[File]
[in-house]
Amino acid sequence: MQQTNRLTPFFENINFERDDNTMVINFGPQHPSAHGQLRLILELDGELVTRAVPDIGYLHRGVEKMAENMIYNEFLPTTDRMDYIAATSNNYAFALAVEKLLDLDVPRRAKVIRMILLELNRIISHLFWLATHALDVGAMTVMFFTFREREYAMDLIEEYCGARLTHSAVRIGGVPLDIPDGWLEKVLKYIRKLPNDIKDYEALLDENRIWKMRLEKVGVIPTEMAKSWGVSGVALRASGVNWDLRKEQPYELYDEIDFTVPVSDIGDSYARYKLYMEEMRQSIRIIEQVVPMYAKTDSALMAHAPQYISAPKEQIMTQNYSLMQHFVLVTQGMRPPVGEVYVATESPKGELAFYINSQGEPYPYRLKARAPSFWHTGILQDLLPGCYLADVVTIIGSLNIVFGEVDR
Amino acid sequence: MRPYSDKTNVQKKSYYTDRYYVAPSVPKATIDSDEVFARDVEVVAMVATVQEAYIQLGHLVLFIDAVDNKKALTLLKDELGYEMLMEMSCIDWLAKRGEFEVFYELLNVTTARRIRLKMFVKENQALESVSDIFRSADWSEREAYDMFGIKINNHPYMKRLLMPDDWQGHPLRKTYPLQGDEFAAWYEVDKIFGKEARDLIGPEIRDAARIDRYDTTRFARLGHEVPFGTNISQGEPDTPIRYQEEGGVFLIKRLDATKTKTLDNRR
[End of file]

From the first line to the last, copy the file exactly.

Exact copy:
[in-house]
Amino acid sequence: MQQTNRLTPFFENINFERDDNTMVINFGPQHPSAHGQLRLILELDGELVTRAVPDIGYLHRGVEKMAENMIYNEFLPTTDRMDYIAATSNNYAFALAVEKLLDLDVPRRAKVIRMILLELNRIISHLFWLATHALDVGAMTVMFFTFREREYAMDLIEEYCGARLTHSAVRIGGVPLDIPDGWLEKVLKYIRKLPNDIKDYEALLDENRIWKMRLEKVGVIPTEMAKSWGVSGVALRASGVNWDLRKEQPYELYDEIDFTVPVSDIGDSYARYKLYMEEMRQSIRIIEQVVPMYAKTDSALMAHAPQYISAPKEQIMTQNYSLMQHFVLVTQGMRPPVGEVYVATESPKGELAFYINSQGEPYPYRLKARAPSFWHTGILQDLLPGCYLADVVTIIGSLNIVFGEVDR
Amino acid sequence: MRPYSDKTNVQKKSYYTDRYYVAPSVPKATIDSDEVFARDVEVVAMVATVQEAYIQLGHLVLFIDAVDNKKALTLLKDELGYEMLMEMSCIDWLAKRGEFEVFYELLNVTTARRIRLKMFVKENQALESVSDIFRSADWSEREAYDMFGIKINNHPYMKRLLMPDDWQGHPLRKTYPLQGDEFAAWYEVDKIFGKEARDLIGPEIRDAARIDRYDTTRFARLGHEVPFGTNISQGEPDTPIRYQEEGGVFLIKRLDATKTKTLDNRR